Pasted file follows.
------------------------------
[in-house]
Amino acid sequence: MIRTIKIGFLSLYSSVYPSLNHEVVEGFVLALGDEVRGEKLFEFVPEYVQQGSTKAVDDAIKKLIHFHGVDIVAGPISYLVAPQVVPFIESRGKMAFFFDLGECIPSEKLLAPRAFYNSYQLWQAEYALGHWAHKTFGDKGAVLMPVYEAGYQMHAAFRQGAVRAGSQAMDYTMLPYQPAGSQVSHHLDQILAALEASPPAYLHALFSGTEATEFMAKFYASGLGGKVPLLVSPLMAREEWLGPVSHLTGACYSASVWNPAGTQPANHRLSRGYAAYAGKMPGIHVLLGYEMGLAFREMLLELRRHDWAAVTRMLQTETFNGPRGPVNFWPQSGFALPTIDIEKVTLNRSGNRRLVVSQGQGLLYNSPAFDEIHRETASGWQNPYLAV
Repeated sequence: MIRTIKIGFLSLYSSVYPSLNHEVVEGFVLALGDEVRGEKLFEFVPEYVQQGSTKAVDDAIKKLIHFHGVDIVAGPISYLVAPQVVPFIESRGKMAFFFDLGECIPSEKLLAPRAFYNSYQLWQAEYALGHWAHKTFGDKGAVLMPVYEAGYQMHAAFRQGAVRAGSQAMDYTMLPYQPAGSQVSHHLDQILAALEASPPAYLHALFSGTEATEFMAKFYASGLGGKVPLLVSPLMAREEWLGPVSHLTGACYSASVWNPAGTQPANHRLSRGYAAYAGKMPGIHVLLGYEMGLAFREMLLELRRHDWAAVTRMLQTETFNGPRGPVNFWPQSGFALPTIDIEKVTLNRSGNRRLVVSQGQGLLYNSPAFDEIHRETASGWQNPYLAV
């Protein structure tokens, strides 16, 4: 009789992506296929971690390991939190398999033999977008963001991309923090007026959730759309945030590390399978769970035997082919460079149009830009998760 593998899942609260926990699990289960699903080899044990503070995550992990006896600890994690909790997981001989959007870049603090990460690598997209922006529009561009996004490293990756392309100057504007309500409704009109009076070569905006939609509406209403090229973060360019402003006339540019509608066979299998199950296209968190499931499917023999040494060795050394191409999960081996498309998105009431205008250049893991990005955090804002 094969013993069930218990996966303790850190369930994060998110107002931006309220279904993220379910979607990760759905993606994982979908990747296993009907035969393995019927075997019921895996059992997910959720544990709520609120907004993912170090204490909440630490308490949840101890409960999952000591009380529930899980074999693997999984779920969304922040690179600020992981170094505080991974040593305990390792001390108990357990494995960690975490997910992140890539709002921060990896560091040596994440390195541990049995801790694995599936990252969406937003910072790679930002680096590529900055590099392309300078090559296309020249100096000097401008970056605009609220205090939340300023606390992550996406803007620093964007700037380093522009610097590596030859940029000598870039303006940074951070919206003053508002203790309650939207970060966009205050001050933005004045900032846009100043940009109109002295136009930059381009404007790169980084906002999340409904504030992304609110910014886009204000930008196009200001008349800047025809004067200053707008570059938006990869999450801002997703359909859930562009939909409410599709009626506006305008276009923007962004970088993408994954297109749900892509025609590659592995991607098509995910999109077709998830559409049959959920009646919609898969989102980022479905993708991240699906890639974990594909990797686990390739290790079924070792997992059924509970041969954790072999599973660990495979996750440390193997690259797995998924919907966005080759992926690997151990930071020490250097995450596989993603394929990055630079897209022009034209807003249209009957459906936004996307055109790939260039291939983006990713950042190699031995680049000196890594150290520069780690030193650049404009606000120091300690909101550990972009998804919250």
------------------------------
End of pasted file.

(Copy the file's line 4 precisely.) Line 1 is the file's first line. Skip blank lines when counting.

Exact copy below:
């Protein structure tokens, strides 16, 4: 009789992506296929971690390991939190398999033999977008963001991309923090007026959730759309945030590390399978769970035997082919460079149009830009998760 593998899942609260926990699990289960699903080899044990503070995550992990006896600890994690909790997981001989959007870049603090990460690598997209922006529009561009996004490293990756392309100057504007309500409704009109009076070569905006939609509406209403090229973060360019402003006339540019509608066979299998199950296209968190499931499917023999040494060795050394191409999960081996498309998105009431205008250049893991990005955090804002 094969013993069930218990996966303790850190369930994060998110107002931006309220279904993220379910979607990760759905993606994982979908990747296993009907035969393995019927075997019921895996059992997910959720544990709520609120907004993912170090204490909440630490308490949840101890409960999952000591009380529930899980074999693997999984779920969304922040690179600020992981170094505080991974040593305990390792001390108990357990494995960690975490997910992140890539709002921060990896560091040596994440390195541990049995801790694995599936990252969406937003910072790679930002680096590529900055590099392309300078090559296309020249100096000097401008970056605009609220205090939340300023606390992550996406803007620093964007700037380093522009610097590596030859940029000598870039303006940074951070919206003053508002203790309650939207970060966009205050001050933005004045900032846009100043940009109109002295136009930059381009404007790169980084906002999340409904504030992304609110910014886009204000930008196009200001008349800047025809004067200053707008570059938006990869999450801002997703359909859930562009939909409410599709009626506006305008276009923007962004970088993408994954297109749900892509025609590659592995991607098509995910999109077709998830559409049959959920009646919609898969989102980022479905993708991240699906890639974990594909990797686990390739290790079924070792997992059924509970041969954790072999599973660990495979996750440390193997690259797995998924919907966005080759992926690997151990930071020490250097995450596989993603394929990055630079897209022009034209807003249209009957459906936004996307055109790939260039291939983006990713950042190699031995680049000196890594150290520069780690030193650049404009606000120091300690909101550990972009998804919250």